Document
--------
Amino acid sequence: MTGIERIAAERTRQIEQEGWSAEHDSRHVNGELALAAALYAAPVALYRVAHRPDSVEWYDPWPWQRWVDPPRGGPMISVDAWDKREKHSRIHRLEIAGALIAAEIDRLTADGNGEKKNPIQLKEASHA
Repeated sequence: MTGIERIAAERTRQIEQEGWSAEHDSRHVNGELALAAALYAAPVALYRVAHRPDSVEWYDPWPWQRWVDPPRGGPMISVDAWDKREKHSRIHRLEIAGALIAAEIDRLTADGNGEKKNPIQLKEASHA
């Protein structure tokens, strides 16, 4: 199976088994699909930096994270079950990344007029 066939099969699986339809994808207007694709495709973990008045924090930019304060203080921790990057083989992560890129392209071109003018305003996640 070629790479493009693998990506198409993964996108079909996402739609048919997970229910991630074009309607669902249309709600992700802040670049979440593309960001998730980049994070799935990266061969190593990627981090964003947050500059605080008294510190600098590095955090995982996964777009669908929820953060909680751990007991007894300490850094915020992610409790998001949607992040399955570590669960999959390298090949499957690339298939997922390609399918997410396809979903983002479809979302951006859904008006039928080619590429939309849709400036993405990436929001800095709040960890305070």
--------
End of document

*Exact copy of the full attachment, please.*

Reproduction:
Amino acid sequence: MTGIERIAAERTRQIEQEGWSAEHDSRHVNGELALAAALYAAPVALYRVAHRPDSVEWYDPWPWQRWVDPPRGGPMISVDAWDKREKHSRIHRLEIAGALIAAEIDRLTADGNGEKKNPIQLKEASHA
Repeated sequence: MTGIERIAAERTRQIEQEGWSAEHDSRHVNGELALAAALYAAPVALYRVAHRPDSVEWYDPWPWQRWVDPPRGGPMISVDAWDKREKHSRIHRLEIAGALIAAEIDRLTADGNGEKKNPIQLKEASHA
């Protein structure tokens, strides 16, 4: 199976088994699909930096994270079950990344007029 066939099969699986339809994808207007694709495709973990008045924090930019304060203080921790990057083989992560890129392209071109003018305003996640 070629790479493009693998990506198409993964996108079909996402739609048919997970229910991630074009309607669902249309709600992700802040670049979440593309960001998730980049994070799935990266061969190593990627981090964003947050500059605080008294510190600098590095955090995982996964777009669908929820953060909680751990007991007894300490850094915020992610409790998001949607992040399955570590669960999959390298090949499957690339298939997922390609399918997410396809979903983002479809979302951006859904008006039928080619590429939309849709400036993405990436929001800095709040960890305070």